Benedikt Sobotka: We have a responsibility towards children in countries where our organization extracts recycleables for your batteries industry.
Hydrocarbons remain the primary supply of energy in 2019. Nevertheless, people in western world are now increasingly choosing electric cars, as petrol and diesel engines emit fractional co2 www.businessfirstonline.co.uk into the atmosphere and pollute air with nitrogen and sulphur compounds. The number of electric cars will are as long as 130 million by the end of 2030 and every home and office will probably use smart devices ran by batteries. Oslo, Hamburg, Copenhagen, Paris, London, Madrid already asserted that they’re going to ban all vehicles taking care of petrol or diesel fuel in central areas. The way everything is going, batteries will replace the environmentally damaging coal and oil as fuel sources.
Minerals for batteries should be extracted and processed with robust safety standards, proper working conditions, norms for responsible extraction and business ethics planned.
Global social responsibility
Take, as an example, cobalt. Over 2 / 3 of cobalt are extracted in the Democratic Republic with the Congo. Cobalt mining brings a significant amount of employment for people around DRC but a sizable percentage could be tainted by illegal child labour.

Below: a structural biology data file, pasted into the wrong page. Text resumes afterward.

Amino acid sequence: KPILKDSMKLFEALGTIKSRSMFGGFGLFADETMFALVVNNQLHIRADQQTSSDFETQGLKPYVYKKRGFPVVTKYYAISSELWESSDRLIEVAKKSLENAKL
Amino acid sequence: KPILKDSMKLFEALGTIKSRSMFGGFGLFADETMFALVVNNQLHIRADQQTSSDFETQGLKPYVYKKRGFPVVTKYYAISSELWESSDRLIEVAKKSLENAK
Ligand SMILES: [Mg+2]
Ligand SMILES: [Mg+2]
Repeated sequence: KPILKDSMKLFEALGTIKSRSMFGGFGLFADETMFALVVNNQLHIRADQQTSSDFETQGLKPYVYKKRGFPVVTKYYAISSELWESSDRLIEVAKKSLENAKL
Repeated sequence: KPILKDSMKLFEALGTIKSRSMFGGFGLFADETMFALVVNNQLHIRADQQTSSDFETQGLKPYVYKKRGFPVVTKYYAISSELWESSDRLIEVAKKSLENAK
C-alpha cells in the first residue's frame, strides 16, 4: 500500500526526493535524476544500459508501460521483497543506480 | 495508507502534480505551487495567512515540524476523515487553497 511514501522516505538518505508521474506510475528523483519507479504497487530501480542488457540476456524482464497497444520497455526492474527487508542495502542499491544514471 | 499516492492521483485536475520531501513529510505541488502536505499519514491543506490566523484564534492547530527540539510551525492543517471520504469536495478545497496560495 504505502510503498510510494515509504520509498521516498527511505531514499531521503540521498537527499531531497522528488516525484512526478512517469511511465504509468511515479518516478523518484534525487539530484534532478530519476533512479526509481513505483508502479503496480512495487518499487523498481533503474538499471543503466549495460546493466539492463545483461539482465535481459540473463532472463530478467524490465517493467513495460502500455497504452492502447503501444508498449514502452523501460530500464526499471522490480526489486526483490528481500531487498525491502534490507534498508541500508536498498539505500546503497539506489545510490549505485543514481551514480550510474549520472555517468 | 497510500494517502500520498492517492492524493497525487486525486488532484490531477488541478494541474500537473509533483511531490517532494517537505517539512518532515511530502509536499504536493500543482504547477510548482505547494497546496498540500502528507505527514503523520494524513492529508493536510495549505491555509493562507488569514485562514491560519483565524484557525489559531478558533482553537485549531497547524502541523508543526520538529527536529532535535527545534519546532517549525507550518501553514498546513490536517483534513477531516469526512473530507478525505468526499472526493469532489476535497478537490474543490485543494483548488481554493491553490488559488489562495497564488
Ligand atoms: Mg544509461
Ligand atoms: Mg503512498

In 2017, world leading companies including BASF, Enel and Volkswagen met in the World Economic Forum annual meeting in Davos to discuss business ethics in minerals extraction for that manufacture of batteries. As a result, nokia’s gathered to found the Global Battery Alliance, with Eurasian Resources Group as being a founding member, targeted at prohibiting the application of child labour and promoting battery recycling to boost the sustainability in the industry.
The CEO of Eurasian Resources Group, Benedikt Sobotka reiterated the business’s persistence for help tackle child labour in the Democratic Republic with the Congo. He hopes that over the Alliance and collaboration between major companies, international organisations and civil society, the illegal involvement of youngsters in mining inside the battery supply chain will be addressed.
Eurasian Resources Group supports children inside DRC
Through longstanding partnerships including with the Good Shepherd Sisters and Pact, Eurasian Resources Group targets helping tackle child labour and strengthen child protection norms.
In 2018 and early 2019, ERG continued to aid a lot more than 10,000 students through its educational initiatives in the DRC.
Benedikt Sobotka, CEO of Eurasian Resources Group, holds that the global battery sector should confer benefits to its participants throughout the value chain including children and local communities inside the DRC.